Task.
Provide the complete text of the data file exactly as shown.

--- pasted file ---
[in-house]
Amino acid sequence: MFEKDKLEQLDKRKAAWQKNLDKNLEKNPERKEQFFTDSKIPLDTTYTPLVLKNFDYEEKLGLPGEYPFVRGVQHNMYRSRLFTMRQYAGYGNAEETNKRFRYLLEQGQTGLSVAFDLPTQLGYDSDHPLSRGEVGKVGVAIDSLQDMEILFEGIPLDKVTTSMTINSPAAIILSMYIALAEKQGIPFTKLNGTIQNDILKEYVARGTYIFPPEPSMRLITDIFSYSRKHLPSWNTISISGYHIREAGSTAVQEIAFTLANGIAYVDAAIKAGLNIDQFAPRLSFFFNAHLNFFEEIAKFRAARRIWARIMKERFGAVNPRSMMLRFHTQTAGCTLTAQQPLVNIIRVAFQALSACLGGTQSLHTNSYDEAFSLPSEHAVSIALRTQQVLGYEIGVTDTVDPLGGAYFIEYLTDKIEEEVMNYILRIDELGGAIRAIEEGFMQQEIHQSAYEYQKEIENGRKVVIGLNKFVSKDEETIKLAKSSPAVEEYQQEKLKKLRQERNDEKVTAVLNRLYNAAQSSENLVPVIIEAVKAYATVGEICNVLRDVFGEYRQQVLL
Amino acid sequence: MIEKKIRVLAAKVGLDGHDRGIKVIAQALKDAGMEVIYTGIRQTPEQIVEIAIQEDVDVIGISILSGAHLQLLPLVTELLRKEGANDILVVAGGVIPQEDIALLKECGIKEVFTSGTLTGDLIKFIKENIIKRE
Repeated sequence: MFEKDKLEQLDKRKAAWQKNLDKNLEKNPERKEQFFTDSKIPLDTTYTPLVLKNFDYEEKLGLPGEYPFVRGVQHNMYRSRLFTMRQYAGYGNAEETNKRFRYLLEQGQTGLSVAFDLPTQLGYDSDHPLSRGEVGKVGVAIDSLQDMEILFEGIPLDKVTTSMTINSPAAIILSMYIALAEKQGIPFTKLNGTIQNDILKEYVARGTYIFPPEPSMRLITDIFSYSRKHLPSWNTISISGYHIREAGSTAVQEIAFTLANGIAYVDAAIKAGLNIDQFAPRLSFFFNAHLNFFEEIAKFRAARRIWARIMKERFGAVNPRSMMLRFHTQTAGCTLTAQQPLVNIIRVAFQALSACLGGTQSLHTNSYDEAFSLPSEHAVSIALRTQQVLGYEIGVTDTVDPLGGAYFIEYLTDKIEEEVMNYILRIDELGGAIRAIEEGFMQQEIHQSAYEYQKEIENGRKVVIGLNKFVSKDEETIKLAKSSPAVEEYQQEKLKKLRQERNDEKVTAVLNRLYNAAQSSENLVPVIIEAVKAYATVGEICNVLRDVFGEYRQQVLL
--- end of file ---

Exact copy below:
[in-house]
Amino acid sequence: MFEKDKLEQLDKRKAAWQKNLDKNLEKNPERKEQFFTDSKIPLDTTYTPLVLKNFDYEEKLGLPGEYPFVRGVQHNMYRSRLFTMRQYAGYGNAEETNKRFRYLLEQGQTGLSVAFDLPTQLGYDSDHPLSRGEVGKVGVAIDSLQDMEILFEGIPLDKVTTSMTINSPAAIILSMYIALAEKQGIPFTKLNGTIQNDILKEYVARGTYIFPPEPSMRLITDIFSYSRKHLPSWNTISISGYHIREAGSTAVQEIAFTLANGIAYVDAAIKAGLNIDQFAPRLSFFFNAHLNFFEEIAKFRAARRIWARIMKERFGAVNPRSMMLRFHTQTAGCTLTAQQPLVNIIRVAFQALSACLGGTQSLHTNSYDEAFSLPSEHAVSIALRTQQVLGYEIGVTDTVDPLGGAYFIEYLTDKIEEEVMNYILRIDELGGAIRAIEEGFMQQEIHQSAYEYQKEIENGRKVVIGLNKFVSKDEETIKLAKSSPAVEEYQQEKLKKLRQERNDEKVTAVLNRLYNAAQSSENLVPVIIEAVKAYATVGEICNVLRDVFGEYRQQVLL
Amino acid sequence: MIEKKIRVLAAKVGLDGHDRGIKVIAQALKDAGMEVIYTGIRQTPEQIVEIAIQEDVDVIGISILSGAHLQLLPLVTELLRKEGANDILVVAGGVIPQEDIALLKECGIKEVFTSGTLTGDLIKFIKENIIKRE
Repeated sequence: MFEKDKLEQLDKRKAAWQKNLDKNLEKNPERKEQFFTDSKIPLDTTYTPLVLKNFDYEEKLGLPGEYPFVRGVQHNMYRSRLFTMRQYAGYGNAEETNKRFRYLLEQGQTGLSVAFDLPTQLGYDSDHPLSRGEVGKVGVAIDSLQDMEILFEGIPLDKVTTSMTINSPAAIILSMYIALAEKQGIPFTKLNGTIQNDILKEYVARGTYIFPPEPSMRLITDIFSYSRKHLPSWNTISISGYHIREAGSTAVQEIAFTLANGIAYVDAAIKAGLNIDQFAPRLSFFFNAHLNFFEEIAKFRAARRIWARIMKERFGAVNPRSMMLRFHTQTAGCTLTAQQPLVNIIRVAFQALSACLGGTQSLHTNSYDEAFSLPSEHAVSIALRTQQVLGYEIGVTDTVDPLGGAYFIEYLTDKIEEEVMNYILRIDELGGAIRAIEEGFMQQEIHQSAYEYQKEIENGRKVVIGLNKFVSKDEETIKLAKSSPAVEEYQQEKLKKLRQERNDEKVTAVLNRLYNAAQSSENLVPVIIEAVKAYATVGEICNVLRDVFGEYRQQVLL